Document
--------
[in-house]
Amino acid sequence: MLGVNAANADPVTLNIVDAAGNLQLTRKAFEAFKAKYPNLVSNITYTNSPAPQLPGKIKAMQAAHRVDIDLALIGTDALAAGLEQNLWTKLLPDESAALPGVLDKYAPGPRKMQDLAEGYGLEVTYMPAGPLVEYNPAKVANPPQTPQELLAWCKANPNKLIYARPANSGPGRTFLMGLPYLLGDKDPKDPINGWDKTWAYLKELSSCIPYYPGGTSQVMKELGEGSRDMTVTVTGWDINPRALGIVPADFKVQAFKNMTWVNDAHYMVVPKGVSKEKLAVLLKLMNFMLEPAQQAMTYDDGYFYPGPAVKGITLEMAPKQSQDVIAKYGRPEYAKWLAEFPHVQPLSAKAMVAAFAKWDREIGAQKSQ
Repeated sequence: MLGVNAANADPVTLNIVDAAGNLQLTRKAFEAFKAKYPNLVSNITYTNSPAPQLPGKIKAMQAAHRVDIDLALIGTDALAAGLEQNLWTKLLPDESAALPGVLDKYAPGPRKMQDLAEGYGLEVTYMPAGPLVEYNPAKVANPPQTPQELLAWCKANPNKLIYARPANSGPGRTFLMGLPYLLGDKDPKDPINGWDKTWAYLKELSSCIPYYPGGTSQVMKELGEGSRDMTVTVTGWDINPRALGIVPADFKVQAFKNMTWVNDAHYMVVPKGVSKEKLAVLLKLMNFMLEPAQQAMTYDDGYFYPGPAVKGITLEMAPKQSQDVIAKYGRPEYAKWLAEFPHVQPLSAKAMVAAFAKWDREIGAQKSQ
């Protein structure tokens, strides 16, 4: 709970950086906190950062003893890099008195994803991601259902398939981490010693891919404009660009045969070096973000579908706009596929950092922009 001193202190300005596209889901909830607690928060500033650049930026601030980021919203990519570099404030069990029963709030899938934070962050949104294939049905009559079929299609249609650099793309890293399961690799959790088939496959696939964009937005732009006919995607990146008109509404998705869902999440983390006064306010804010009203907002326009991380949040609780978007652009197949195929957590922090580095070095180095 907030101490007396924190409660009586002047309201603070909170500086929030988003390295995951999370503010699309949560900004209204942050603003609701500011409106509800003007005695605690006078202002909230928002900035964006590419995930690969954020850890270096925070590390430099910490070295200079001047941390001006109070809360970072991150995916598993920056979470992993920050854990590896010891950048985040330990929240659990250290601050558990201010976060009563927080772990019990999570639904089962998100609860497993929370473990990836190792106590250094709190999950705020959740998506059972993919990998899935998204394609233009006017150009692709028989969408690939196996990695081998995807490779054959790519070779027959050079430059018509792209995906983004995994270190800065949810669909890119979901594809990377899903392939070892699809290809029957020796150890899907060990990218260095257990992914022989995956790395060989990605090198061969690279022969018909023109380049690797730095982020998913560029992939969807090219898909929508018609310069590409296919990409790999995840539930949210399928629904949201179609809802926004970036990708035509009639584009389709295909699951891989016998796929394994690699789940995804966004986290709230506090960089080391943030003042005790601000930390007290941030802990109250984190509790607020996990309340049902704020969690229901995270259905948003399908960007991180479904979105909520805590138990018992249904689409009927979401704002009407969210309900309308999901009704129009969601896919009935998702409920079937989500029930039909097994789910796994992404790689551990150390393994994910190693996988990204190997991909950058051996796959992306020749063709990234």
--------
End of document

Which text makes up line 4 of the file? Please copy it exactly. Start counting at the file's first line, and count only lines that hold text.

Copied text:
């Protein structure tokens, strides 16, 4: 709970950086906190950062003893890099008195994803991601259902398939981490010693891919404009660009045969070096973000579908706009596929950092922009 001193202190300005596209889901909830607690928060500033650049930026601030980021919203990519570099404030069990029963709030899938934070962050949104294939049905009559079929299609249609650099793309890293399961690799959790088939496959696939964009937005732009006919995607990146008109509404998705869902999440983390006064306010804010009203907002326009991380949040609780978007652009197949195929957590922090580095070095180095 907030101490007396924190409660009586002047309201603070909170500086929030988003390295995951999370503010699309949560900004209204942050603003609701500011409106509800003007005695605690006078202002909230928002900035964006590419995930690969954020850890270096925070590390430099910490070295200079001047941390001006109070809360970072991150995916598993920056979470992993920050854990590896010891950048985040330990929240659990250290601050558990201010976060009563927080772990019990999570639904089962998100609860497993929370473990990836190792106590250094709190999950705020959740998506059972993919990998899935998204394609233009006017150009692709028989969408690939196996990695081998995807490779054959790519070779027959050079430059018509792209995906983004995994270190800065949810669909890119979901594809990377899903392939070892699809290809029957020796150890899907060990990218260095257990992914022989995956790395060989990605090198061969690279022969018909023109380049690797730095982020998913560029992939969807090219898909929508018609310069590409296919990409790999995840539930949210399928629904949201179609809802926004970036990708035509009639584009389709295909699951891989016998796929394994690699789940995804966004986290709230506090960089080391943030003042005790601000930390007290941030802990109250984190509790607020996990309340049902704020969690229901995270259905948003399908960007991180479904979105909520805590138990018992249904689409009927979401704002009407969210309900309308999901009704129009969601896919009935998702409920079937989500029930039909097994789910796994992404790689551990150390393994994910190693996988990204190997991909950058051996796959992306020749063709990234």